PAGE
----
• Flights booked 21-179 days before departure: $15.

  • Flights booked 7-20 days before departure: $50.

  • Flights booked 6 days or less before departure: $75.

Frontier elite status

Beyond the basic membership that anyone can sign up for, Frontier offers three tiers of elite status for its most frequent flyers. You earn elite status by flying a certain number of either miles or segments in a calendar year (a one-way flight counts as one segment; a round-trip is two segments). Once you qualify for elite status, you get it for the rest of the calendar year as well as the following year.

The three tiers are named after the number of miles needed to earn them, making them easy to remember. Here’s a full breakdown, along with the benefits each level receives:

  • Free carry-on bag: Frontier charges for carry-ons, with prices of up to $60 depending on when you “reserve” and pay for space for your carry-on. (Checked bags cost up to $45 for the first bag and up to $85 for additional bags.)

  • Stretch seating: “Stretch” seats offer more legroom and recline more than other seats. If stretch seats are available 24 hours before departure, elite status holders can upgrade at no cost.

  • Waived fees: Elite members don’t have to pay extra for such things as mile redemptions, call center reservations, unaccompanied minor, same-day confirmations and standby flying.

  • “Last Seat” redemptions: All elite members can redeem miles for any available seat.

  • Discount Den membership: Discount Den offers low fares exclusively to members (see below for full description). 50k members get 50% off Discount Den membership and 100k members get 100% off (free).

  • Mileage multiplier: 50k members get 25% extra miles and 100k members get 50% extra miles. So a 1,000-mile flight would earn 1,000 miles for a normal or 20k member, 1,250 for a 50k member and 1,500 for a 100k member.

  • Checked bag: Only 100k members get free checked bags — unlike most airlines, which offer this benefit to all elite members.

  • Family status: 100k members also receive many benefits for up to eight family members flying on the same reservation.

The Frontier credit card

Frontier’s credit card is issued by Barclays.

Frontier Airlines World Mastercard®

  • $79 annual fee.

  • 5 miles per $1 spent at

  • 1 mile per dollar on all other purchases.

  • Sign-up bonus: Limited-Time Offer: Earn up to 60,000 bonus miles - Earn 40,000 bonus miles after spending $500 on purchases and paying the annual fee in full, both within the first 90 days. Earn an additional 20,000 bonus miles after spending $2,000 on purchases within the first 6 months.

  • $100 discount voucher when you spend $2,500 on the card in a year.

The card gives you free access to your FICO score, and if for some reason you wanted to transfer a balance to your Frontier card (transfers do not earn miles), you get a 0% introductory APR for 15 months for transfers made within the first 45 days you have the card. See the link above for more information.

Frontier bag and seating fees

Like most low-cost airlines, Frontier makes up for its low fares with high, complicated fees. For savvy travelers who are able to score these fares without paying too much in fees, this represents an opportunity. But for average travelers, Frontier’s fees can seem confusing or even downright misleading.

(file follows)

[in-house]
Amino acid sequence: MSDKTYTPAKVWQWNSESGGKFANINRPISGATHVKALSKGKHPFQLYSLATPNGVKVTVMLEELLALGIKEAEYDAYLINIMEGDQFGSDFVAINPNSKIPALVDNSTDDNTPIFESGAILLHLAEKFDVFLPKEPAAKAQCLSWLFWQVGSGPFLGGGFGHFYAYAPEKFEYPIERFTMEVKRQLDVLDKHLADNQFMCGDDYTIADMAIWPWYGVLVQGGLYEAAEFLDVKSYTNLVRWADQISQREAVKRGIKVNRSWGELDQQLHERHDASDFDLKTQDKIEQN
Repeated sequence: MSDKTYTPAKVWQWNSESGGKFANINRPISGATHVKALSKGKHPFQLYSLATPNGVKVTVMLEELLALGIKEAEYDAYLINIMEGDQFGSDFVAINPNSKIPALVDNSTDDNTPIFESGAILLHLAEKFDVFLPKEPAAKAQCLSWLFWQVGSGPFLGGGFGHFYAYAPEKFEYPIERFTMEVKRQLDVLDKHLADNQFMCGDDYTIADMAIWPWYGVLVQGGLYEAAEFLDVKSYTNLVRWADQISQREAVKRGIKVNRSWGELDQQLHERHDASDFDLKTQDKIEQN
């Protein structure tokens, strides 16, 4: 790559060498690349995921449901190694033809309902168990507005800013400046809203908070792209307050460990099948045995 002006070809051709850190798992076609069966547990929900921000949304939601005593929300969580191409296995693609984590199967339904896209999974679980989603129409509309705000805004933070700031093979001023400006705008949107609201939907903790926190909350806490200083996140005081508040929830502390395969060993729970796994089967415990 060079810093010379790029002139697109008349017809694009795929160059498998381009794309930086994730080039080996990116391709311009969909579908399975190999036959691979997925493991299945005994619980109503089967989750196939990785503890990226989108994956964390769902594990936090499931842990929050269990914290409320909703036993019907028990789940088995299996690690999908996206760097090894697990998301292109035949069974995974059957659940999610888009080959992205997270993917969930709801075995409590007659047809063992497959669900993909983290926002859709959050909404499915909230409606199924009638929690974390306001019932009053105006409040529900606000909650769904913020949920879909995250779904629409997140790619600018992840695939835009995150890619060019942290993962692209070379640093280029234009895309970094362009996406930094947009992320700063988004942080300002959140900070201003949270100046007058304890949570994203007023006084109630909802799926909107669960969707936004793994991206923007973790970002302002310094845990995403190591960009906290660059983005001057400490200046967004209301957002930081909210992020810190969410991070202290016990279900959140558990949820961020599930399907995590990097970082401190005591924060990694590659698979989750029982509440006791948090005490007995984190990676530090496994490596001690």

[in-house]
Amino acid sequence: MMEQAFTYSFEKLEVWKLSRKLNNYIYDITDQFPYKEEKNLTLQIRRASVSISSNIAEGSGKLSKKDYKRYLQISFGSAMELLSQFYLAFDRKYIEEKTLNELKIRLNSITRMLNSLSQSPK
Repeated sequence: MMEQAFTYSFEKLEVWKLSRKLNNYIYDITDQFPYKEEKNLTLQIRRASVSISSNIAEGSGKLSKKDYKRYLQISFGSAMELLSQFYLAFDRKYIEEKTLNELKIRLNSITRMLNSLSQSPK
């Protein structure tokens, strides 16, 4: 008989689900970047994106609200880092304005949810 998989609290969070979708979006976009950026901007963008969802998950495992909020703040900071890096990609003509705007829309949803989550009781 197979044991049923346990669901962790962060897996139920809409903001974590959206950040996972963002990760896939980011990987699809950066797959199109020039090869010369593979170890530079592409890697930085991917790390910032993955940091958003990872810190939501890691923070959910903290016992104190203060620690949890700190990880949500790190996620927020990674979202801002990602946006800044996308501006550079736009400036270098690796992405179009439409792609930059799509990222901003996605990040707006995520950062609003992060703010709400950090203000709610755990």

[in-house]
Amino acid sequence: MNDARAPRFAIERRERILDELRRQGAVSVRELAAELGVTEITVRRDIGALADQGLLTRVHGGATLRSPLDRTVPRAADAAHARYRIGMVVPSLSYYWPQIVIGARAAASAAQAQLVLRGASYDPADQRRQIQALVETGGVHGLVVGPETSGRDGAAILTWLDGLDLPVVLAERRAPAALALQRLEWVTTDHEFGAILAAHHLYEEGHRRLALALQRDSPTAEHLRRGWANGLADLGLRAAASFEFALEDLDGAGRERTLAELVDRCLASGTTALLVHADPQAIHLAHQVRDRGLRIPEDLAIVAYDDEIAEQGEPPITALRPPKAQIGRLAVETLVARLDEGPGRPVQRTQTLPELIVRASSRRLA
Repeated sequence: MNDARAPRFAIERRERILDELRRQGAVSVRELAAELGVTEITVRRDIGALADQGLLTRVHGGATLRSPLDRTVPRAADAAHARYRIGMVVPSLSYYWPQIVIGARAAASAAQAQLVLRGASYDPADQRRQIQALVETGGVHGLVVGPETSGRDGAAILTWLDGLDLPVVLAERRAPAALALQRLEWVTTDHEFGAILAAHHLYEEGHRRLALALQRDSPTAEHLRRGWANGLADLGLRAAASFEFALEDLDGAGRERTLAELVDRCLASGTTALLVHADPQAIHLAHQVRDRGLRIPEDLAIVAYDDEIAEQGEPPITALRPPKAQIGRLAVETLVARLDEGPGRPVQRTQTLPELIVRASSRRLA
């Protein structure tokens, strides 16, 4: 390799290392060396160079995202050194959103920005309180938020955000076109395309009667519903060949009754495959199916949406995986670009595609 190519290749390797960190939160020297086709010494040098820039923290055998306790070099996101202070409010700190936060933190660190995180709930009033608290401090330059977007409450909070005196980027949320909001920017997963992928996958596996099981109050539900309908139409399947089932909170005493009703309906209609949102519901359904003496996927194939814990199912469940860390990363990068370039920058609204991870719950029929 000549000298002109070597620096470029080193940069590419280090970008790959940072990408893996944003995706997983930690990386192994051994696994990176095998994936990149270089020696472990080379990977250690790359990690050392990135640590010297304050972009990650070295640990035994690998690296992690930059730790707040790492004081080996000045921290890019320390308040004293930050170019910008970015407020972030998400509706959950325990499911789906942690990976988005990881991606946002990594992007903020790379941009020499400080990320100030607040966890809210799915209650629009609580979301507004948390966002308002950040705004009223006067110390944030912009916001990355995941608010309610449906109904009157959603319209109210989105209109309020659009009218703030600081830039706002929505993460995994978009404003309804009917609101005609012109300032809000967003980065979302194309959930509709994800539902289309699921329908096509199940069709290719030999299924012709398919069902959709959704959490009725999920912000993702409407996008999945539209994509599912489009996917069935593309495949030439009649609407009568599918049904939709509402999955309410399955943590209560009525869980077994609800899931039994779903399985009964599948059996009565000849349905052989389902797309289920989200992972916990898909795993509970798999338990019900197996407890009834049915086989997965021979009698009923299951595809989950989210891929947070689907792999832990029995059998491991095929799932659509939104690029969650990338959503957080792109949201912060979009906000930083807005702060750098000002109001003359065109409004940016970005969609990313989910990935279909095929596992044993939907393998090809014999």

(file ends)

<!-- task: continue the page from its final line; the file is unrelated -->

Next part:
Baggage fees

Frontier baggage fees are complicated, and depend on several factors:

  • Type of bag. Overhead carry-on or checked bag?

  • When you pay the fee. During purchase, before check in, during online check in, at the ticket counter or at the boarding gate?

  • How far you fly.

In general, you should try to pay baggage fees as early as possible to avoid excess charges. Consider packing lightly for long trips, where bags will cost more.

Be warned: The cost of baggage on Frontier can easily exceed the cost of the ticket itself, and that’s even before factoring in that you have to pay baggage fees both ways on a round-trip fare.

Seat selection fees

Frontier charges for seat selection on most flights. In our analysis, we found that Frontier seats cost an average of $22.50 per segment. That can add up in a hurry.

The easiest way to avoid this fee is to not pay it. This doesn’t mean you won’t get a seat; instead, Frontier will assign you one at check-in. But it could mean that you get stuck in a middle seat.


Finally, Frontier offers bundles on most fares, which offset several of these fees for a fixed price.

These bundles offer perks like free carry-on bags and seat selection at a (presumably) discounted rate. Are these worth it? Sometimes, especially when you’re planning to use every feature of the bundle. If you only need one or two, consider paying for the fees a la carte.

You can always compare the cost when paying these fees separately with the bundle price — it will just require some math and patience.

What’s the value of Frontier miles?

Based on our most recent analysis, NerdWallet values Frontier miles at 0.7 cent apiece. Here’s how this value compares to other airline loyalty program miles:


Mile value

1.1 cents.

1.2 cents.

1.3 cents.

0.7 cent.

1 cent.

1.5 cents.

1.4 cents.

1 cent.

To determine the value of reward miles, we compared cash prices and reward redemptions for economy round-trip routes across several destinations and dates. We divided the cost of the cash ticket by the cost of the reward ticket to determine a “cent per mile” value for each flight, then averaged this value across several flights and dates.

Photo courtesy of Frontier Airlines.

How to maximize your rewards

You want a travel credit card that prioritizes what’s important to you. Here are our picks for the best travel credit cards of 2022, including those best for:

Get more smart money moves – straight to your inbox
Sign up and we’ll send you Nerdy articles about the money topics that matter most to you along with other ways to help you get more from your money.